According to most accounts, the current number is eight: Pillar, Braun, Kinsler, Danny Valencia (Pillar’s Toronto teammate last year), Joc Pederson, Ike Davis and pitchers Scott Feldman and Richard Bleier.
Pederson however, categorically denied his Jewish identity to the Jewish Exponent when approached last season, saying he knew nothing about the religion. So did Mike Lieberthal, a former Phillies catcher traditionally listed in annals as being Jewish.
Hitting .258 with seven homers and 27 RBIs through June 20, Pillar has established himself as a player on the rise. While his second full season hasn’t quite measured up to 2015, when he hit .278 with 12 homers, 56 RBIs and 25 steals, he feels on the verge of breaking through.
“Last year was the tip of the iceberg for me as far as reaping some of the benefits of the sacrifices and the hard work I’ve put into this game,” said the 6-foot, 205-pound Pillar.
“I try to outwork the struggles that come with this game. This is only my second full season. I’m learning a lot about what it takes to be an everyday guy in the big leagues and learning about my strengths and weaknesses. I was always taught to work hard, because you never know when it’s gonna pay off, but it will.”
Yet it took a while for the baseball world to start taking him seriously, even after he compiled a 54-game hitting streak at California State University, Dominguez Hills in 2010, just two shy of Robin Ventura’s collegiate record.
“You look back on it, and it wasn’t something where I thought about reaching a certain milestone,” said Pillar, who lasted until the 32nd round (979th overall) of the 2011 Major League Baseball First-Year Player Draft, then averaged .322 with 32 homers, 144 RBIs and 109 steals in the minors before being recalled for good late in 2014. “As a player, every day you just try to get hits.
“This game’s surrounded by failure. The failure is the hard part and the everyday part of it is difficult. Even though it’s a noncontact sport, it’s tough.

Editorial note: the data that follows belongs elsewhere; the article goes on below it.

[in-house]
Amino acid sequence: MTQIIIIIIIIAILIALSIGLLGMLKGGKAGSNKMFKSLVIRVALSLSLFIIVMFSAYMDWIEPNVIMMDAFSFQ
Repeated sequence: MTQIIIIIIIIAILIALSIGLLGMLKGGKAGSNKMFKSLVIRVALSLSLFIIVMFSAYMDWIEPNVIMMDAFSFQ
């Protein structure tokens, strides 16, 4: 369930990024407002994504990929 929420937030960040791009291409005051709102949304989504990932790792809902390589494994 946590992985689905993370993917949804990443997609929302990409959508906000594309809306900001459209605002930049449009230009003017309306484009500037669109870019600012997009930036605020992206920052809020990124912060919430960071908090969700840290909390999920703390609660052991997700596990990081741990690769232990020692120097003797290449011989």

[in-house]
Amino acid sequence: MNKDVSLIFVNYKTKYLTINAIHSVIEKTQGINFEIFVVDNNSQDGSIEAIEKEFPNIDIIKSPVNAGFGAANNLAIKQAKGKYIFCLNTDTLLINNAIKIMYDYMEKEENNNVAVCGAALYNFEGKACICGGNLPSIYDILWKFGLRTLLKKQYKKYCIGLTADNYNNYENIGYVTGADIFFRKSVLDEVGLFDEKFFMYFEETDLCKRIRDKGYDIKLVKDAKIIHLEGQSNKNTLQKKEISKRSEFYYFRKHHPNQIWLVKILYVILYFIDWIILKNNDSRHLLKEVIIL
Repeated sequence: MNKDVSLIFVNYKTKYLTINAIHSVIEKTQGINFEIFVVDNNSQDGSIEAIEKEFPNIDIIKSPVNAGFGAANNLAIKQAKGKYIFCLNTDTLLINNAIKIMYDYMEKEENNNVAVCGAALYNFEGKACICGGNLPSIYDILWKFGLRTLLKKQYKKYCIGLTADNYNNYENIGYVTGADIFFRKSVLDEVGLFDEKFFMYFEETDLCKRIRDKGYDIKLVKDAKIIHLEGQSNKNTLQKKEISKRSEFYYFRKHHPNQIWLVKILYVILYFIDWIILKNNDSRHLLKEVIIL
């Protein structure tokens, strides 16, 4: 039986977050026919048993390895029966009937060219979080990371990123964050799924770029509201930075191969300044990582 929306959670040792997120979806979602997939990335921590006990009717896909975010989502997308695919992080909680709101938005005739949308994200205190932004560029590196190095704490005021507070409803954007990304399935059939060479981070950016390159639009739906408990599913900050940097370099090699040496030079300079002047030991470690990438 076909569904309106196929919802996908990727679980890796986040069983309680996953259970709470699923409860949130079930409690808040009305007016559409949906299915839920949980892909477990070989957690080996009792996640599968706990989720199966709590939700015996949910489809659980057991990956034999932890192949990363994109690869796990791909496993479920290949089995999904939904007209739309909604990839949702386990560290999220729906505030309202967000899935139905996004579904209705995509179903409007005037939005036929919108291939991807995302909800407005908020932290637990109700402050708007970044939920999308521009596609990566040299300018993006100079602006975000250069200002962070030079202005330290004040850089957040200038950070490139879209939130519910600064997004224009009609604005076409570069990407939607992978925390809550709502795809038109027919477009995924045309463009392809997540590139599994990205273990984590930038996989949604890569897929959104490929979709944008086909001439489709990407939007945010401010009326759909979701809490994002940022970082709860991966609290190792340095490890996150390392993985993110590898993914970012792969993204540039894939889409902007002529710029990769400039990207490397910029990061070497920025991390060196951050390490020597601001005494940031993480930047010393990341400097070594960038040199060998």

“There’s just a lot of wear and tear on your body. And you’re pretty much in a new city every day, a new hotel. I always know where I am, but I don’t always remember what day of the week it is.”
When it’s Friday night, though, you’ll find Pillar at the ballpark. Even observant Jewish athletes find keeping the Sabbath difficult. For Pillar, religion is more choice than obligation.
“Religion doesn’t define me,” said Pillar, who had planned on going to Israel last year as part of an MLB-sponsored trip, before it was cancelled due to the unsettled conditions. “I have a very different take on it.
“It’s not your nationality. You have freedom of religion. You have a choice and I’m still determining what that is. We [he and wife Amanda] don’t have kids yet, but we’ll probably raise them similar to how I grew up. We experienced all the holidays — Christian and Jewish — because my parents wanted us to be well rounded that way.
“To me, saying I’m Jewish is not so much about religion. It’s about heritage.”
That’s good enough for the stat geeks and others who’ll proudly include him on the list of top Jewish athletes; where he’s steadily climbing. And good enough to please his mother and grandmother who taught him to be so open-minded.
Most important, it’s good enough for Kevin Pillar to please himself,